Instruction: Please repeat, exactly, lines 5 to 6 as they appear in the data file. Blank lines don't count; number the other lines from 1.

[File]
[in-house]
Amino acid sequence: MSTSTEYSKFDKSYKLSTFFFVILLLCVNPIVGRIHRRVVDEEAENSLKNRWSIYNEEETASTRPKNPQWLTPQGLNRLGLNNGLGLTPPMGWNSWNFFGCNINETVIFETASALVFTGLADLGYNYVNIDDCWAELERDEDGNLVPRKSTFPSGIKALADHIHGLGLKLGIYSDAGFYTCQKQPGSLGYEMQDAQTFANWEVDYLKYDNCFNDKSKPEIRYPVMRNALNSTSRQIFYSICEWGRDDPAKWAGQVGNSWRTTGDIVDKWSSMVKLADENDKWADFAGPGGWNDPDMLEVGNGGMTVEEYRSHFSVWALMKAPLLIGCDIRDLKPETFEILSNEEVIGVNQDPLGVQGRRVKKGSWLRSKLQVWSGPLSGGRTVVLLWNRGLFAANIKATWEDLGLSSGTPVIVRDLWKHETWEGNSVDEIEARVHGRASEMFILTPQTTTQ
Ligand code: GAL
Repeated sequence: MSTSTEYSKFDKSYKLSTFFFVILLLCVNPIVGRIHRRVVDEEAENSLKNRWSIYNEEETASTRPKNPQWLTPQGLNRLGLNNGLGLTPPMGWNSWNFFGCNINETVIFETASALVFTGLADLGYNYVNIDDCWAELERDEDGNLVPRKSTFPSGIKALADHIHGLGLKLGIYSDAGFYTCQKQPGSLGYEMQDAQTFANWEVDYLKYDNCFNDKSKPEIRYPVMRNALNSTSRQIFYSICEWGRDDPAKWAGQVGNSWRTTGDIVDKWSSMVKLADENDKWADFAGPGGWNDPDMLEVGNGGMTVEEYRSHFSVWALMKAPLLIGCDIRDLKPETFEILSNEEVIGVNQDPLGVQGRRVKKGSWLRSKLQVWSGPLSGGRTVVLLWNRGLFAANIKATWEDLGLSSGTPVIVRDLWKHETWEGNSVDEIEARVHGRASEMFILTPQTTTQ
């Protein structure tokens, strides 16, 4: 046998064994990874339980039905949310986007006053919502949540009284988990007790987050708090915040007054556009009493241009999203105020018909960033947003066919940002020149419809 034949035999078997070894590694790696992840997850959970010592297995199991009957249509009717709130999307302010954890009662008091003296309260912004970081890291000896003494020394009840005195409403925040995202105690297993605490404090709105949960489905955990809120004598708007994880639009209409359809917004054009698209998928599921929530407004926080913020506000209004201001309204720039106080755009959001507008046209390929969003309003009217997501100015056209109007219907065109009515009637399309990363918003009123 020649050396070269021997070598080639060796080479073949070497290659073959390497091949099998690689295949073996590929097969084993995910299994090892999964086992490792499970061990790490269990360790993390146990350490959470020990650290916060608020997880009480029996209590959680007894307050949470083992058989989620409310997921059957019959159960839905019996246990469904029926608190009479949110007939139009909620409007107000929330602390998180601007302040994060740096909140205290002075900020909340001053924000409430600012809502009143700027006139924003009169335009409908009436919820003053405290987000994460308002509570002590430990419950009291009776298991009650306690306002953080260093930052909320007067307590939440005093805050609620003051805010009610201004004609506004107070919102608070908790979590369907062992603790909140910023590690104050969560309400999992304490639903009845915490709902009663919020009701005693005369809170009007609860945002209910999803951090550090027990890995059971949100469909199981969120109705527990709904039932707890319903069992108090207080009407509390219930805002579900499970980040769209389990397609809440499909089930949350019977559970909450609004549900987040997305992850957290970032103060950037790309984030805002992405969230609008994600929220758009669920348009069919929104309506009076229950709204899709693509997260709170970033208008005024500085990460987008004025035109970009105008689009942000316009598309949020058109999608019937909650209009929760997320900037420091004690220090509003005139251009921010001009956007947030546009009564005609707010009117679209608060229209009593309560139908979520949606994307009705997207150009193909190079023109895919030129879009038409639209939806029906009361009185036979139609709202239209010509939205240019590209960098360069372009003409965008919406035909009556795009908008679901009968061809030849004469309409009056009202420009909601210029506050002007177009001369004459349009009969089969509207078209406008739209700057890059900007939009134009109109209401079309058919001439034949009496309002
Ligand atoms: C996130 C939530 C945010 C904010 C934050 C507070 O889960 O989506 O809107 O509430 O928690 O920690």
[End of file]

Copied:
């Protein structure tokens, strides 16, 4: 046998064994990874339980039905949310986007006053919502949540009284988990007790987050708090915040007054556009009493241009999203105020018909960033947003066919940002020149419809 034949035999078997070894590694790696992840997850959970010592297995199991009957249509009717709130999307302010954890009662008091003296309260912004970081890291000896003494020394009840005195409403925040995202105690297993605490404090709105949960489905955990809120004598708007994880639009209409359809917004054009698209998928599921929530407004926080913020506000209004201001309204720039106080755009959001507008046209390929969003309003009217997501100015056209109007219907065109009515009637399309990363918003009123 020649050396070269021997070598080639060796080479073949070497290659073959390497091949099998690689295949073996590929097969084993995910299994090892999964086992490792499970061990790490269990360790993390146990350490959470020990650290916060608020997880009480029996209590959680007894307050949470083992058989989620409310997921059957019959159960839905019996246990469904029926608190009479949110007939139009909620409007107000929330602390998180601007302040994060740096909140205290002075900020909340001053924000409430600012809502009143700027006139924003009169335009409908009436919820003053405290987000994460308002509570002590430990419950009291009776298991009650306690306002953080260093930052909320007067307590939440005093805050609620003051805010009610201004004609506004107070919102608070908790979590369907062992603790909140910023590690104050969560309400999992304490639903009845915490709902009663919020009701005693005369809170009007609860945002209910999803951090550090027990890995059971949100469909199981969120109705527990709904039932707890319903069992108090207080009407509390219930805002579900499970980040769209389990397609809440499909089930949350019977559970909450609004549900987040997305992850957290970032103060950037790309984030805002992405969230609008994600929220758009669920348009069919929104309506009076229950709204899709693509997260709170970033208008005024500085990460987008004025035109970009105008689009942000316009598309949020058109999608019937909650209009929760997320900037420091004690220090509003005139251009921010001009956007947030546009009564005609707010009117679209608060229209009593309560139908979520949606994307009705997207150009193909190079023109895919030129879009038409639209939806029906009361009185036979139609709202239209010509939205240019590209960098360069372009003409965008919406035909009556795009908008679901009968061809030849004469309409009056009202420009909601210029506050002007177009001369004459349009009969089969509207078209406008739209700057890059900007939009134009109109209401079309058919001439034949009496309002
Ligand atoms: C996130 C939530 C945010 C904010 C934050 C507070 O889960 O989506 O809107 O509430 O928690 O920690």